loaded msn.com as the default web page. I immediately tried to navigate to www.yahoo.com.
The page began to load, but as it was nearing completion, the window disappeared,
presumably as the result of a crash. I also tried my corporate extranet connection,
which includes an Outlook Web Access (OWA) portal. On my first attempt, IE crashed
like it did with Yahoo, but on a second attempt, I was able to log in to the secure
webpage and subsequently use Outlook Web Access. This was certainly an improvement
over Safari, which refused to load OWA at all. IE seemed a bit sluggish, but it was
Outlook Web Access under Internet Explorer using CrossOver
The other application
that I was able to run was Adobe Photoshop 7. The software seemed pretty snappy and
I had no problems opening image files from my Mac's desktop. I tested some basic
filters and operations (resize, etc). The only issue seemed to be akin to the screen
refresh problem that I had with Fallout - sometimes, while resizing the image windows,
the screen would not refresh. Minimizing the window and restoring or grabbing the
title bar and dragging the window around seemed to trigger a proper rendering of
the image's window. Fortunately, unlike Fallout, the screen refresh issue was the
only annoyance with Photoshop.
Running Windows version of Photoshop 7 using CrossOver on Mac
has made CrossOver Mac pretty user friendly. Adding new apps and configuring the
bottles is straightforward. Unfortunately, the nature of Windows means that if you
run into problems with compatibility, you are quickly thrust into the world of the
registry, dlls and config files in order to resolve the problem.
CrossOver Mac is a utility that will probably only appeal to a niche market. It may
provide a significant cost savings over other solutions, but it may also prove completely
useless, depending on the Windows applications that you need to run. Fortunately,
CodeWeavers provides a very generous 60 day free trial period, which should give
you ample time to evaluate the product. If your Windows-on-a-Mac application needs
are fairly modest, I recommend giving CrossOver a try. If the apps work to your satisfaction,
you can save a lot of money using CrossOver instead of Parallels Desktop for Mac
(CrossOver is $20 less than Parallels, not to mention the savings of $190 on not
requiring a copy Windows XP). If you are unable to get things working to your satisfaction
with CrossOver, you can then go the Parallels, VMWare or Boot Camp route without
There are three issue to consider when choosing a Windows-on-Mac solution: Compatibility,
Application Speed, and Integration with Mac OS X. Compatibility relates to the number
of Windows applications that will work. Speed raltes to how fast that Windows application
runs on a Mac. Integration relates to how easily it is to get to from Mac OS X. Based
upon my experience with CrossOver and my understanding of other solutions, the following
rankings illustrate how CrossOver compares with other solutions, ordered from best
to worst in each category. Individual experiences may be different.
- Dual Boot (Boot Camp)
- Virtualization (Parallels,
NOTE: 1 & 2 are
pretty close, supporting nearly all Windows applications. CrossOver is a distant
3rd when it comes to compatibility.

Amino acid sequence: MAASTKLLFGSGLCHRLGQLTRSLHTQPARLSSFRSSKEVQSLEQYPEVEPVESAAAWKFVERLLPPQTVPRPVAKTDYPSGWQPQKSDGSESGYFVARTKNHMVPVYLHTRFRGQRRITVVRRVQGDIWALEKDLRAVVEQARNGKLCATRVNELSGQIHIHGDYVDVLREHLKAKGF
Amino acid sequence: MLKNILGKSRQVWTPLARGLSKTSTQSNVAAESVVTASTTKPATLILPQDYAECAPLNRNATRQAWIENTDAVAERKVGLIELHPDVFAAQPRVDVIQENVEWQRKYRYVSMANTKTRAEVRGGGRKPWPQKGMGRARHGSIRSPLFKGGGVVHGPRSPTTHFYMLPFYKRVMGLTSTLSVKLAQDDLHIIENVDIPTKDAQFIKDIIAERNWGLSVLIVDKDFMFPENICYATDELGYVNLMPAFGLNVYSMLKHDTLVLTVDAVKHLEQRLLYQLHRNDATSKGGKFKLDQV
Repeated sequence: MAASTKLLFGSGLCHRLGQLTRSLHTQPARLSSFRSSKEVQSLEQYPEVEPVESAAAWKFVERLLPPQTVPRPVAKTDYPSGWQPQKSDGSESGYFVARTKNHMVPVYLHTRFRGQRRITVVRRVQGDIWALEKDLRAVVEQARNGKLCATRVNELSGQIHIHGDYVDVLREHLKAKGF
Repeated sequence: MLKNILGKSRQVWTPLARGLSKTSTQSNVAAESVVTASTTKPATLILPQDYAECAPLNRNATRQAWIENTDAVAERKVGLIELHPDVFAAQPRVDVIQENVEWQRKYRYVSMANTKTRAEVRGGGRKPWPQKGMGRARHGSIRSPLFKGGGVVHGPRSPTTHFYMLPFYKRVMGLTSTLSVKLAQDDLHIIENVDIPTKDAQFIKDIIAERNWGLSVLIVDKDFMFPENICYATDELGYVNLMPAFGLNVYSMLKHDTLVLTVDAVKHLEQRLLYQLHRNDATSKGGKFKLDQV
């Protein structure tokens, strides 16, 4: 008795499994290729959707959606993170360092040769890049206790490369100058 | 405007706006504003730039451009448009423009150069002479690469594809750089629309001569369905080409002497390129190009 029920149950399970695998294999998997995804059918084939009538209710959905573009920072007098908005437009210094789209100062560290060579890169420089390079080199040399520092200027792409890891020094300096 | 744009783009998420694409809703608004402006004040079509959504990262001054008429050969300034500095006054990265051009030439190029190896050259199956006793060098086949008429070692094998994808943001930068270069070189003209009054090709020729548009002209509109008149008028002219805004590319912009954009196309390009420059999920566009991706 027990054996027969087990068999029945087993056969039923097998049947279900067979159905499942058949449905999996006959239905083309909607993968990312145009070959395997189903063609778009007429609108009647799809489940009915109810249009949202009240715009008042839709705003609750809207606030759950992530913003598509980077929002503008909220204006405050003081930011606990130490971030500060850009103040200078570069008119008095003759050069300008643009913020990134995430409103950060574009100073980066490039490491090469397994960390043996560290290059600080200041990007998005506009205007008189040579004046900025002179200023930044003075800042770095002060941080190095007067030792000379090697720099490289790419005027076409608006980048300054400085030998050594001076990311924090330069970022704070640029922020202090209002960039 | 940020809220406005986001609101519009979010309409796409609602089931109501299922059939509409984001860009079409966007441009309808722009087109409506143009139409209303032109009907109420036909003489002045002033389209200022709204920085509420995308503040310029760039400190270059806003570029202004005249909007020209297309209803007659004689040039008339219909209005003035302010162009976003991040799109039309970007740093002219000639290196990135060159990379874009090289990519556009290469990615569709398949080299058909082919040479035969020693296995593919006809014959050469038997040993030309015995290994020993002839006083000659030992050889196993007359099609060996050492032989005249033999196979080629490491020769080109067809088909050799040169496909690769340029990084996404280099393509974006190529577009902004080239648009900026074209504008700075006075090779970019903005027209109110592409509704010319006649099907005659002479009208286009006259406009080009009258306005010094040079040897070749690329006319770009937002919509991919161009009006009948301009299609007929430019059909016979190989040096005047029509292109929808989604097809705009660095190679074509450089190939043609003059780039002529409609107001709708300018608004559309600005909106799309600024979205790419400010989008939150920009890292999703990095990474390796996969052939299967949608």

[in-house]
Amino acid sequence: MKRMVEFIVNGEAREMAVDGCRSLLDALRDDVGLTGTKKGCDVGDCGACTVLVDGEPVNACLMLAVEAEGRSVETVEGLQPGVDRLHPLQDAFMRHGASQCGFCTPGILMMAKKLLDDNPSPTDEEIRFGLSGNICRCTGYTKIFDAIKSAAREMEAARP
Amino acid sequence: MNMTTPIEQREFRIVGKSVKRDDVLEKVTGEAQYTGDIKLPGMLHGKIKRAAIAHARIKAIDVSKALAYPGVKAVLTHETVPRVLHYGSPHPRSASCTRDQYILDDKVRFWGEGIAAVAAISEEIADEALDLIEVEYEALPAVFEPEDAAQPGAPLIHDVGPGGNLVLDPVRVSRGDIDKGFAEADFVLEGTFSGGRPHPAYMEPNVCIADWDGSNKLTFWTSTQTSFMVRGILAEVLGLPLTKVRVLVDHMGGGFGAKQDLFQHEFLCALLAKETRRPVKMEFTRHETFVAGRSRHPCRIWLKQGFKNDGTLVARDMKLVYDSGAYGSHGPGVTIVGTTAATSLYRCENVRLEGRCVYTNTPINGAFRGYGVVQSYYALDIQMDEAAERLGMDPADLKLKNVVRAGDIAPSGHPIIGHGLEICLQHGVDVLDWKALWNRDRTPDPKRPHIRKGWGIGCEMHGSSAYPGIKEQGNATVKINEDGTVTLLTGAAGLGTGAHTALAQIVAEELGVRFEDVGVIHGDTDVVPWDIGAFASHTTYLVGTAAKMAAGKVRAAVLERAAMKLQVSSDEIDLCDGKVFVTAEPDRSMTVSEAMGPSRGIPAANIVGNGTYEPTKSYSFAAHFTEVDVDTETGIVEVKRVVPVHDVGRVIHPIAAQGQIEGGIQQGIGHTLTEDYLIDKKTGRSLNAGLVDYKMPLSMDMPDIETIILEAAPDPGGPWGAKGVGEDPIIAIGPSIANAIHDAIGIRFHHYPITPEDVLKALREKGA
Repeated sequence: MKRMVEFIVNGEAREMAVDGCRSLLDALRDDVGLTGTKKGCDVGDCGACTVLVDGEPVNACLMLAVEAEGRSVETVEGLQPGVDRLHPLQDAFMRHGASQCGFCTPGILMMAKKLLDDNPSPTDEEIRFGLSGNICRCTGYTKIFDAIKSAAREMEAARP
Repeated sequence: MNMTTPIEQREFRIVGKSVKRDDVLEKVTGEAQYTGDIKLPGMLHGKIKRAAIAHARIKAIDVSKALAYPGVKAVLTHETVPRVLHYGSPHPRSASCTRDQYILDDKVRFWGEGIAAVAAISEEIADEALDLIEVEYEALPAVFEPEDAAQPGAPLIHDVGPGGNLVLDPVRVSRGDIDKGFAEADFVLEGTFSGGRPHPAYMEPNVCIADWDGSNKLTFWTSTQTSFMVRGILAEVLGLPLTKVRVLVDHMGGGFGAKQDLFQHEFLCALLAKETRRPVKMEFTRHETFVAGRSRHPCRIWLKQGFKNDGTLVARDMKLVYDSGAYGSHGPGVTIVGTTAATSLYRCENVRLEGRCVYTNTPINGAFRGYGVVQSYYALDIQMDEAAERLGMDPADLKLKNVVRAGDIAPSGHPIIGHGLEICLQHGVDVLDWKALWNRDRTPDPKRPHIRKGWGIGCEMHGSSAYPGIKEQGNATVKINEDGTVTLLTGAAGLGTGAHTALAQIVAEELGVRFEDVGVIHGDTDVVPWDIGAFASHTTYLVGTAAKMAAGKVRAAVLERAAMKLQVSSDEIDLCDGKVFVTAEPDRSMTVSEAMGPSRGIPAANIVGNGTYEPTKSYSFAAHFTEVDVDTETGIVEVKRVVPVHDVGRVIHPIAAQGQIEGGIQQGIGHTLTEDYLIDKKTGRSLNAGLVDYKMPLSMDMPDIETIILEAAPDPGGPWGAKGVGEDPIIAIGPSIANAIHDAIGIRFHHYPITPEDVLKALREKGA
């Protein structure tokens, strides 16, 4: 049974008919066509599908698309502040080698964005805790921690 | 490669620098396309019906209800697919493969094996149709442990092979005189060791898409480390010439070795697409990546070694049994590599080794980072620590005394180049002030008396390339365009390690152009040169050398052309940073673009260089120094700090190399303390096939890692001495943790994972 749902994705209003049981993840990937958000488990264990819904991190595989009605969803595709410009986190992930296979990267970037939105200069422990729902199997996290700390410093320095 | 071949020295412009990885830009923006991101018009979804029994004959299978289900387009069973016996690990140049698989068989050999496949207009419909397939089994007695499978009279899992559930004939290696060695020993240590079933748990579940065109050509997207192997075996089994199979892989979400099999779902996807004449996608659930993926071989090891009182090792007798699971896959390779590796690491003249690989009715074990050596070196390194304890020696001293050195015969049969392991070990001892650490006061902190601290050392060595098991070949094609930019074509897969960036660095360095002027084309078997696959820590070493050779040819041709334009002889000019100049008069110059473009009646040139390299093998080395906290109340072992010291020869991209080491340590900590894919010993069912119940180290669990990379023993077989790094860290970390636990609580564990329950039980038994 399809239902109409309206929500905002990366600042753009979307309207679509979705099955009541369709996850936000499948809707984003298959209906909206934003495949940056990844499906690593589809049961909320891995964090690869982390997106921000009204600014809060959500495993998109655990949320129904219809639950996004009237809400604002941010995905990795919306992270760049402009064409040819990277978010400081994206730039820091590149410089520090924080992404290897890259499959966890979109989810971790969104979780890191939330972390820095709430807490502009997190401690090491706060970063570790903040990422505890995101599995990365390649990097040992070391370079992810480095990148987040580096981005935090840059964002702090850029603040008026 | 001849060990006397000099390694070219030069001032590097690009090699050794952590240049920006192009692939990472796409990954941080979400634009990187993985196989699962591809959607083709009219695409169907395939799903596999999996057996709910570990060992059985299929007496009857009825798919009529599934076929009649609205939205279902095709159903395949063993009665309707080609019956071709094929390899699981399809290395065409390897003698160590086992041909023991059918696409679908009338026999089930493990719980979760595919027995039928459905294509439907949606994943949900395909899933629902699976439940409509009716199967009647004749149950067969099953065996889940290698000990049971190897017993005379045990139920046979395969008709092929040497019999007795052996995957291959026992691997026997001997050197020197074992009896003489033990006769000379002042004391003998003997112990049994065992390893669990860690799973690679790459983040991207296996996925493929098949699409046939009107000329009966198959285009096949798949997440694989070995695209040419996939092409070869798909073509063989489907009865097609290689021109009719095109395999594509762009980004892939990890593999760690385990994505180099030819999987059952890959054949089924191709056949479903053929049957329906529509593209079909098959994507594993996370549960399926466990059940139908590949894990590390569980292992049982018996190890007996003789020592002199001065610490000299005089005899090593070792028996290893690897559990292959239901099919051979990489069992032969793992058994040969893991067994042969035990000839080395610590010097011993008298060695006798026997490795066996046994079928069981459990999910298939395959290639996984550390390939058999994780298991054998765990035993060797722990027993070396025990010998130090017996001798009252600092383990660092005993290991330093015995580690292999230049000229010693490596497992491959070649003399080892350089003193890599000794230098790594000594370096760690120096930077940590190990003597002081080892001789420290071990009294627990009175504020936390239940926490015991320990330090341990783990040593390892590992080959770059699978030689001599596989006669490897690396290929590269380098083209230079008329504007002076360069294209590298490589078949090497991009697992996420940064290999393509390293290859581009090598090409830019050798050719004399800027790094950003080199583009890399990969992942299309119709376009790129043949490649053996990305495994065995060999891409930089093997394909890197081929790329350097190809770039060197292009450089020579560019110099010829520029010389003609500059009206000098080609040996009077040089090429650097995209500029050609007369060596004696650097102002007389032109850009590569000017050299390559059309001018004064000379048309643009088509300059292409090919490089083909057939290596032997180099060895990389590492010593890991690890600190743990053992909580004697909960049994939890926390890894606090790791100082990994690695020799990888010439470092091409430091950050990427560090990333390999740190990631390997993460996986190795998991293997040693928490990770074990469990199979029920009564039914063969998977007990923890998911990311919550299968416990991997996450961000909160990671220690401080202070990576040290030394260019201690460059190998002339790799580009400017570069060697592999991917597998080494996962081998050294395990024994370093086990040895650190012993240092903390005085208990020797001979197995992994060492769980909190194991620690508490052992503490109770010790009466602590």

- Dual Boot (Boot Camp)
- Virtualization (Parallels,
NOTE: Different apps
or even certain operations may be slower in CrossOver than when using Virtualization
due to the nature of the API implementation.
Integration with the OS X
- CrossOver, Parallels
Coherence-Mode (when released)
- Virtualization (Parallels,
- Boot Camp
offers an inexpensive, very integrated solution to running Windows applications on
an Intel based Mac from within OS X. While the configuration user interface is pretty
good, application support is very limited. Some Windows apps may work only partially
and many will not run at all. This alone will probably invalidate it as a choice
for many Mac users. Visio would not even complete installation, and Fallout 2 was
unusable after being installed. Internet Explorer and Photoshop 7 seemed to work
reasonably well (albeit with some crashes and screen refresh issues). That being
said, the generous 60-day free trial period gives you plenty of time to try it out.
If it does what you need, you can save money compared to the other solutions available.
The interface provided to manage the environments (bottles) in which the Windows
apps are run is pretty intuitive and user-friendly, but some apps may require some
low-level tweaking to get them to run correctly. If you to need to run several Windows
apps, or want a general purpose Windows install, then CrossOver is probably not for
you. If you will only need to run one or two Windows apps, it does not cost anything
to find out if they will work with CrossOver given the 60-day trial. If you find
that they work, then CrossOver makes for a great solution, providing an inexpensive
route with good Mac OS X integration. There is a lot of potential with this product,
but it may not be ready for mainstream Mac users until more application support is
- Applications run
in windows alongside native apps without having reboot or switch to a virtual machine
- No need to own or
purchase a copy of Windows
- Copy and paste between
Mac OS X apps and Windows apps
- Limited application
- Had trouble with
some applications that were supposed to be supported
- Getting things to
work may require a user to make registry and configuration file changes
- Application crashes
may not generate error messages - making it difficult to troubleshoot
- Refresh problems
with some applications that do work
3 out of 5 Mice